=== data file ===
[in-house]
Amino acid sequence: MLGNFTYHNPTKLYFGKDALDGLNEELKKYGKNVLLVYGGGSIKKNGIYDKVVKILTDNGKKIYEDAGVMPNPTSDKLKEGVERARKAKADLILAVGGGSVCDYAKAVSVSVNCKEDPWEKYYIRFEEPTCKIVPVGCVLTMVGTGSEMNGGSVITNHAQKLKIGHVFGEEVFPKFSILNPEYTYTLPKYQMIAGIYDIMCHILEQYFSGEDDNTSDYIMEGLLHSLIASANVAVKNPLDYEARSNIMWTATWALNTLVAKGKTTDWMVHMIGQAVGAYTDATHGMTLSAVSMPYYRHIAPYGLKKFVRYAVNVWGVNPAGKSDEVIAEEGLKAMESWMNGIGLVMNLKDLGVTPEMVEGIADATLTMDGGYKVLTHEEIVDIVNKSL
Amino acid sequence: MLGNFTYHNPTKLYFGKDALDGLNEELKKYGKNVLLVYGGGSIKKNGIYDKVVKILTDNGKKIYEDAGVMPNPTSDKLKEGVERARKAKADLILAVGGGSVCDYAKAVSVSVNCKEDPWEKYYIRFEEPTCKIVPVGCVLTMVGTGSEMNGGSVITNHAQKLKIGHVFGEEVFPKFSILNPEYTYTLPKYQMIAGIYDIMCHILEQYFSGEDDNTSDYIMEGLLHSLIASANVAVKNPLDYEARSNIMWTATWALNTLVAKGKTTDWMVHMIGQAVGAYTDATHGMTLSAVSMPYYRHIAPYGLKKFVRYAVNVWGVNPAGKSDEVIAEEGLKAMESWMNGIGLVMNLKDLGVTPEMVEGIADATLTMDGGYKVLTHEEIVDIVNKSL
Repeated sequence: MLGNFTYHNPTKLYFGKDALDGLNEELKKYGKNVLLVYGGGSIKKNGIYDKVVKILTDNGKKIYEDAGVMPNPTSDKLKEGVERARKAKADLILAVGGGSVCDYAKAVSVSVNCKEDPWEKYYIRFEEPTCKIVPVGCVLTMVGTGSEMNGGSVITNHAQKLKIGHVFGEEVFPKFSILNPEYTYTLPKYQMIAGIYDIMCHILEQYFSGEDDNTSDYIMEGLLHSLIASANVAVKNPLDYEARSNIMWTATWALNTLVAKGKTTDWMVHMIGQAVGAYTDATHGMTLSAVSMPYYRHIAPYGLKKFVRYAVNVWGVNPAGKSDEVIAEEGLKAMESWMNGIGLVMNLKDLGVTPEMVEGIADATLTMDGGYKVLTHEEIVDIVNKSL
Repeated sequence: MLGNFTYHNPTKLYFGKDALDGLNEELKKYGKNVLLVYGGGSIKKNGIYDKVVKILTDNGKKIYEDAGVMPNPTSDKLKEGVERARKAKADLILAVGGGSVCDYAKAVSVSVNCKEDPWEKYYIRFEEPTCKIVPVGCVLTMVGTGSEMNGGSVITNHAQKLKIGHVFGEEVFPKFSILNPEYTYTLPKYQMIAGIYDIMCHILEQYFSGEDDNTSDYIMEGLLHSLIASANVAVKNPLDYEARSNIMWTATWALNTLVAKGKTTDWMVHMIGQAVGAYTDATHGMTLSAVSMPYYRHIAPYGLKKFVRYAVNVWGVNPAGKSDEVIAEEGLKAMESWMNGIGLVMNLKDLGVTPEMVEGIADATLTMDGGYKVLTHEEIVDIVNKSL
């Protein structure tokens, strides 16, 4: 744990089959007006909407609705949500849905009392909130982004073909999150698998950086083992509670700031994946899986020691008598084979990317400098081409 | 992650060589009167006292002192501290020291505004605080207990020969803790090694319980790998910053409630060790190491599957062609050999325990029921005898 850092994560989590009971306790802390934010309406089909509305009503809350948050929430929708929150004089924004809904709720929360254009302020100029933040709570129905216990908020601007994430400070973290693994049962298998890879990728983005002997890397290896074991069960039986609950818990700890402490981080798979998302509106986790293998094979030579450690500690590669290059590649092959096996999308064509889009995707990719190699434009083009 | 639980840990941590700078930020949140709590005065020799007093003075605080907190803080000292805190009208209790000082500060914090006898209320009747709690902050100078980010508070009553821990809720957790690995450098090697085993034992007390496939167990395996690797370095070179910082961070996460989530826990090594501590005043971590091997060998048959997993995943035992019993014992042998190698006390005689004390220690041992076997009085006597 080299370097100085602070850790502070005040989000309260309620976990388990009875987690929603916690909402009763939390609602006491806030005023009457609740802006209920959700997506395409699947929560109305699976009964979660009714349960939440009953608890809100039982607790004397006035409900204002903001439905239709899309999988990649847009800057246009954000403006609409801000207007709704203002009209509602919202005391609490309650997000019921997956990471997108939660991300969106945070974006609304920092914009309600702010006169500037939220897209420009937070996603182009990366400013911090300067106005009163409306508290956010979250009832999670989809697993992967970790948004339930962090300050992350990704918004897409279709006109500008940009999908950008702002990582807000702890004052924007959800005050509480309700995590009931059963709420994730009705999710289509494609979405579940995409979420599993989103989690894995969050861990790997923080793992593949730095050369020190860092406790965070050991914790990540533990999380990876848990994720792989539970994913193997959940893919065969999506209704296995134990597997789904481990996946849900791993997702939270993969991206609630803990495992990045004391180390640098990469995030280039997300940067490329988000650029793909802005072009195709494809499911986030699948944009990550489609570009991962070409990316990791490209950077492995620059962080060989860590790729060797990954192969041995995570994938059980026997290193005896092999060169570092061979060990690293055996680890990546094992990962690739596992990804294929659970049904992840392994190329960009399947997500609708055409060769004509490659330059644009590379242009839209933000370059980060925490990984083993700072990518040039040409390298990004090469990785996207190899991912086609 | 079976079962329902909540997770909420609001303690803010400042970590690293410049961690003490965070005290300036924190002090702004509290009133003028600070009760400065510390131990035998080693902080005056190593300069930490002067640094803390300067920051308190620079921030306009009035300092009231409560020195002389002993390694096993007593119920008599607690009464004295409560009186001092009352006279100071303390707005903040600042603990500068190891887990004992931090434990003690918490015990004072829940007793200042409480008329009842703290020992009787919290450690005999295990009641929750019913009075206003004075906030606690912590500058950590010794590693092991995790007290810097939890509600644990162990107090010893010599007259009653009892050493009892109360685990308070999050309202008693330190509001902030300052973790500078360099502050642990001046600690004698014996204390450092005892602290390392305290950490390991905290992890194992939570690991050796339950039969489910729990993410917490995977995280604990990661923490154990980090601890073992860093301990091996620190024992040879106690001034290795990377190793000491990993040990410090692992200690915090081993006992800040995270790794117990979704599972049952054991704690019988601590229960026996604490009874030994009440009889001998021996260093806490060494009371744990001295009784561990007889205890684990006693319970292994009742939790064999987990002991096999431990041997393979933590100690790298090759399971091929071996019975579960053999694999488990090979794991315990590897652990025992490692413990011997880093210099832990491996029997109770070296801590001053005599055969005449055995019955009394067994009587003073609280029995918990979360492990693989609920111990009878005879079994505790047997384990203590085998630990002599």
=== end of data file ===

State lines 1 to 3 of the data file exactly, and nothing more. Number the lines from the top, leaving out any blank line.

[in-house]
Amino acid sequence: MLGNFTYHNPTKLYFGKDALDGLNEELKKYGKNVLLVYGGGSIKKNGIYDKVVKILTDNGKKIYEDAGVMPNPTSDKLKEGVERARKAKADLILAVGGGSVCDYAKAVSVSVNCKEDPWEKYYIRFEEPTCKIVPVGCVLTMVGTGSEMNGGSVITNHAQKLKIGHVFGEEVFPKFSILNPEYTYTLPKYQMIAGIYDIMCHILEQYFSGEDDNTSDYIMEGLLHSLIASANVAVKNPLDYEARSNIMWTATWALNTLVAKGKTTDWMVHMIGQAVGAYTDATHGMTLSAVSMPYYRHIAPYGLKKFVRYAVNVWGVNPAGKSDEVIAEEGLKAMESWMNGIGLVMNLKDLGVTPEMVEGIADATLTMDGGYKVLTHEEIVDIVNKSL
Amino acid sequence: MLGNFTYHNPTKLYFGKDALDGLNEELKKYGKNVLLVYGGGSIKKNGIYDKVVKILTDNGKKIYEDAGVMPNPTSDKLKEGVERARKAKADLILAVGGGSVCDYAKAVSVSVNCKEDPWEKYYIRFEEPTCKIVPVGCVLTMVGTGSEMNGGSVITNHAQKLKIGHVFGEEVFPKFSILNPEYTYTLPKYQMIAGIYDIMCHILEQYFSGEDDNTSDYIMEGLLHSLIASANVAVKNPLDYEARSNIMWTATWALNTLVAKGKTTDWMVHMIGQAVGAYTDATHGMTLSAVSMPYYRHIAPYGLKKFVRYAVNVWGVNPAGKSDEVIAEEGLKAMESWMNGIGLVMNLKDLGVTPEMVEGIADATLTMDGGYKVLTHEEIVDIVNKSL